The last day of my COS conference started at 4:45am when I left the hotel, along with our Country Director who's also the acting APCD and 5 other volunteers to meet the new trainees at the airport! We waited around for about an hour until they got through customs and found us in the lobby. We escorted them to the bus and chased off people asking for money.

We went back to the hotel just in time for a quick shower, breakfast, and the morning session. During the morning we learned what we need to do medically to get out of Senegal and then in the afternoon just wrapped up with a really good ending game/discussion. Tara, the conference leader (who was a PCV in Cameroon), wrote a question for each of us and we took turns answering. The questions were all about our service like: Who was the first PCV you met? What was the first thing you bought with CFA? What's the worst thing you've eaten? If you were going to open a Senegalese restaurant what would you call it? Just things to get us reflecting light-heartedly.

Chris invited us all over to his house for a little reception and celebration of our service. A few volunteers had written short bios of us all at the very beginning of our service so we re-read those and then watched a slideshow of pictures from the past two years.

After the reception we hung out as a stage a little more before going to bed. Everyone was pretty tired (especially those who got up at 4:45am) so the last night wasn't too crazy.

This morning I left with 4 other volunteers to do a round of presentation at the training center. We presented on some of the major project areas SED volunteers are working in (Alyssa and I talked about artisan work, other topics were: junior achievement classes, trash projects, cross-sector/agricultural econ, and eco-tourism). There was, magically, a Peace Corps car going from the training center to Bambey (to pick up seeds at the agricultural research facility outside of Bambey) so Alyssa and I presented first which let me leave immediately after the presentation.

I would have really loved to hang out with the new volunteers but I'm in my last stretch at site and this is just where I would rather be. During the entire COS conference I didn't feel like the end was really near - it was only today, standing in front of the new volunteers and talking about the possibilities for their work when it felt like the end. I still remember some of the presentations I saw at my PST almost two years ago and it's a little absurd to think that I am now one of those volunteers.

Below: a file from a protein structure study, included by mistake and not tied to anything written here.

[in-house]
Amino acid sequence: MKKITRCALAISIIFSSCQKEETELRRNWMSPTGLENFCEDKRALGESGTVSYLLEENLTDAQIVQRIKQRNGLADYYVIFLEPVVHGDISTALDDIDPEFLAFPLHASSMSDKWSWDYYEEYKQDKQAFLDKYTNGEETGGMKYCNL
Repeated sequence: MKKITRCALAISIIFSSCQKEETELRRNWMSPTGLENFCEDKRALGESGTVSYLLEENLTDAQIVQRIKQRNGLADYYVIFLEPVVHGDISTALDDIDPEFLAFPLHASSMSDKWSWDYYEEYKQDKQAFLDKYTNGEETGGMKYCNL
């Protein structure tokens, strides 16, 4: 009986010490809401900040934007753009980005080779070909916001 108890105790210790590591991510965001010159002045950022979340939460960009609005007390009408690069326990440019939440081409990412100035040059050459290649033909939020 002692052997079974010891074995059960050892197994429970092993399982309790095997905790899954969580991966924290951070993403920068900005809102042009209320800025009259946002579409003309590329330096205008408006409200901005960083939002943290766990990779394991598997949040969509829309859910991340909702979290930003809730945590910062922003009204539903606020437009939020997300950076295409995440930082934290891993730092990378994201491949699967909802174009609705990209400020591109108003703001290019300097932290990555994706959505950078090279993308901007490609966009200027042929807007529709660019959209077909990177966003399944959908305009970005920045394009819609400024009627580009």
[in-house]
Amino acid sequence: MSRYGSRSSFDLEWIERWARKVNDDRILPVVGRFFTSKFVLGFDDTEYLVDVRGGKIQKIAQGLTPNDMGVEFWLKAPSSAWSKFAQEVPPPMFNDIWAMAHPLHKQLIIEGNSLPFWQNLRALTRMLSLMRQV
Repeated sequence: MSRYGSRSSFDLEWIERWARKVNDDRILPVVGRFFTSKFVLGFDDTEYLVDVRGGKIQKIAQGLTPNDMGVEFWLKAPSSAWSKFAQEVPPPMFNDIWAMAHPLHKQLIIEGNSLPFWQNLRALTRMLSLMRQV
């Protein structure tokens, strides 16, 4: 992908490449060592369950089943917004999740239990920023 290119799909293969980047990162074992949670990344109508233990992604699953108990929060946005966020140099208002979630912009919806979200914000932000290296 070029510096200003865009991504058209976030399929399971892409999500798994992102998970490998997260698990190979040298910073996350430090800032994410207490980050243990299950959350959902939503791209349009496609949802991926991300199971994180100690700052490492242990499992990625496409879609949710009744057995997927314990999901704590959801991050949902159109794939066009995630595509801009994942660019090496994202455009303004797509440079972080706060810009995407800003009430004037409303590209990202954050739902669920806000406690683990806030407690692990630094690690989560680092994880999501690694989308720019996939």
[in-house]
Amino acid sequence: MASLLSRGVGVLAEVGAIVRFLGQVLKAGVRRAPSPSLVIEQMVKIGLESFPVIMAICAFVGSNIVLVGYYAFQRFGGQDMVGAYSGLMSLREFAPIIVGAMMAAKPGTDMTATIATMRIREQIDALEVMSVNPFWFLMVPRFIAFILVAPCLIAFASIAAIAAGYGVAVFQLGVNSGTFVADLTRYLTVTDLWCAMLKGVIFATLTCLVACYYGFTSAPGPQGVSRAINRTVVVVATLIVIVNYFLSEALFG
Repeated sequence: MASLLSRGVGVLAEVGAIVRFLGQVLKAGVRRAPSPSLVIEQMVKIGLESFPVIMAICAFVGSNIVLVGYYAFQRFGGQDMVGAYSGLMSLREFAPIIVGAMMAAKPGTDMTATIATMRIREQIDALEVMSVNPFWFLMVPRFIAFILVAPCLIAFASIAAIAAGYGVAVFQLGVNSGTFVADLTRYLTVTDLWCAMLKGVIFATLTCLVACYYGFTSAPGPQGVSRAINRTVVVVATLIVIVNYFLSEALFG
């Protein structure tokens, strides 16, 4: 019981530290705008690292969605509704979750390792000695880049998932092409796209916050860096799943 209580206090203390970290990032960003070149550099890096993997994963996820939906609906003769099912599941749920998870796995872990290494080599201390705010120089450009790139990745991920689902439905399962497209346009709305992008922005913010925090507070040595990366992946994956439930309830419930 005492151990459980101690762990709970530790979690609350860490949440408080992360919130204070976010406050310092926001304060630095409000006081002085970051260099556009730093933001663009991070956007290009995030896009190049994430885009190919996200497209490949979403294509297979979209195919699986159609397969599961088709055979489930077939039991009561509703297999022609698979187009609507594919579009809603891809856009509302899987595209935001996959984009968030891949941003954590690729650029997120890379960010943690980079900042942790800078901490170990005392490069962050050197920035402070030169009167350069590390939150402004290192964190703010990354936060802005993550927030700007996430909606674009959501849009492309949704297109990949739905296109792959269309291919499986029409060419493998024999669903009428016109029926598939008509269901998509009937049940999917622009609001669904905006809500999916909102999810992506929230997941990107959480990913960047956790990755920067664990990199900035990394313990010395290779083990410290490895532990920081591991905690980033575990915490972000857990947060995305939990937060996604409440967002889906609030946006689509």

Though I am a little sad to be leaving, more than anything I am so excited for the new volunteers. When I was in training I was scared more than anything - I don't actually know a time in my service that "excited" was my dominant emotion except for now. I wish I could give them all of my knowledge, and I'll do my best to impart it in my COS report, but I can see their potential. I know they're going to be huge successes because I feel like my group really built some solid foundation and these volunteers will be able to really hit the ground running. Overall, they speak better French than my group so they'll learn Wolof sooner. They have more collective experience pre-Peace Corps than us as well. I am just so excited for the amazing possibilities they have in front of them. Looking back on my service, these really were two outstanding years that brought all types of new experiences I would not have had any other way. I think I've learned more and had more personal growth than I originally expected. And, not to sound selfish, but I really believe that I could take on almost anything after doing this for two years.

It's all of these prospects - the successful projects and the development that comes with failed projects and challenges - that make me excited and enthusiastic about the two year adventure they're all starting on.

I have a month left in Senegal which will be spent on and off at site, in Dakar closing out my service, and at training. My major projects are finished, I just have some camp preparations to make before I leave.

To part, here's a picture of almost everyone in my stage... at least it's everyone that was at COS conference. We started with 56, 6 people ET'ed, 2 people had "interrupted service," 4 people were "refugees" from Mauritania that already COS'ed, and 1 person couldn't be at the COS conference because his sister was getting married. So! The first picture is of all of the business volunteers (with Chris who's our acting program director) and the second is everyone that made it to COS conference... Congrats Fall '09!



Monday, June 13, 2011

Jazz Fest, COS Conference Day 1 and 2

I'm currently at my COS ("Close of Service") conference and was at Jazz Fest before that. This blog will be a little long because I think I have a lot to sum up so I'll break it into two sections:

Jazz Fest
Last Wednesday I met Alyssa in Thies so we could head up to Jazz Fest. It's an annual festival of music in St. Louis - now in its 19th year. While most volunteers went to Jazz Fest to have fun, we were going to work. The artisan network had decided to buy two booths at the artisan festival part of Jazz Fest. Alyssa, Mary (the 1st year volunteer working with the network), and I fronted the money for the booths (a total of $280) and then were paid back by artisans at the last artisan meeting. Alyssa and I went up early so we could be ready to coordinate both parts of the expo (the two booths as well as the gallery that some artisans were also showing at) the day it started! Wednesday night all we had to do was make Rice Krispie Treats (thanks for sending the ingredients Mom!) and plan a presentation for the new SED volunteers. Unfortunately the gas stove was out of gas so we had to... cook over fire! We found sticks around the side of the highway and got to making fire! Shockingly, for two business volunteers, we were able to make OUTSTANDING Rice Krispie Treats over our little fire!